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See more synonyms for etiolate on Thesaurus.com
verb (used with object), e·ti·o·lat·ed, e·ti·o·lat·ing.
  1. to cause (a plant) to whiten or grow pale by excluding light: to etiolate celery.
  2. to cause to become weakened or sickly; drain of color or vigor.
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verb (used without object), e·ti·o·lat·ed, e·ti·o·lat·ing.
  1. (of plants) to whiten or grow pale through lack of light.
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Origin of etiolate

1785–95; < French étioler to make pale, etiolate (plants), probably derivative, based on N French dial. forms, of standard French éteule, Old French estoble, estuble stubble; see -ate1
Related formse·ti·o·la·tion, noun
Dictionary.com Unabridged Based on the Random House Unabridged Dictionary, © Random House, Inc. 2018

Related Words


Examples from the Web for etiolate

Historical Examples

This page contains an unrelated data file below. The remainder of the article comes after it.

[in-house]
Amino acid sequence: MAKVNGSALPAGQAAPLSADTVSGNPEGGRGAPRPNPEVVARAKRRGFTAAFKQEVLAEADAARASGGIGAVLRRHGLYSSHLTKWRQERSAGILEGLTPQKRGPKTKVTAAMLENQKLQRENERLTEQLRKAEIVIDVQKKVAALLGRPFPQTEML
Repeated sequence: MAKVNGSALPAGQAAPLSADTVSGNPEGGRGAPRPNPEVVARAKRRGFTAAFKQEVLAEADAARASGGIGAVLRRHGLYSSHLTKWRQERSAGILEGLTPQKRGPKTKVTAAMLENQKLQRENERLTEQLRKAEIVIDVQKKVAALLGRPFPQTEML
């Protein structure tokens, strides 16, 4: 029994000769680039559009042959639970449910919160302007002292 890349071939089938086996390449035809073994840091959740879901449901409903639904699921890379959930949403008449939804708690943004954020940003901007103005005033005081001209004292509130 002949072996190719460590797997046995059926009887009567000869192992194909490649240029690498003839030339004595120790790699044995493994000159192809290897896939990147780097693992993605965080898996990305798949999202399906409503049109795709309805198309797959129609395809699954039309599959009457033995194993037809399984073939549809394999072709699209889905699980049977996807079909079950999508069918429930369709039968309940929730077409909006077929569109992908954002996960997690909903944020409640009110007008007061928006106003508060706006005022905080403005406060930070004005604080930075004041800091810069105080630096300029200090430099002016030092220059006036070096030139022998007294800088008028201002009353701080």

• I can not believe that, to produce one roseate complexion, she must etiolate a thousand.

    The Book of Khalid

    Ameen Rihani

British Dictionary definitions for etiolate


  1. botany to whiten (a green plant) through lack of sunlight
  2. to become or cause to become pale and weak, as from malnutrition
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Derived Formsetiolation, noun

Word Origin

C18: from French étioler to make pale, probably from Old French estuble straw, from Latin stipula
Collins English Dictionary - Complete & Unabridged 2012 Digital Edition © William Collins Sons & Co. Ltd. 1979, 1986 © HarperCollins Publishers 1998, 2000, 2003, 2005, 2006, 2007, 2009, 2012

Word Origin and History for etiolate


of plants, "grown in darkness," 1791, from French étiolé, past participle of étioler "to blanch" (17c.), perhaps literally "to become like straw," from Norman dialect étule "a stalk," Old French esteule "straw, field of stubble," from Latin stipula "straw." Related: Etiolated.

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Online Etymology Dictionary, © 2010 Douglas Harper

etiolate in Science


  1. A pathological condition of plants that grow in places that provide insufficient light, as under stones. It is characterized by elongated stems and pale color due to lack of chlorophyll.
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Related formsetiolate verb
The American Heritage® Science Dictionary Copyright © 2011. Published by Houghton Mifflin Harcourt Publishing Company. All rights reserved.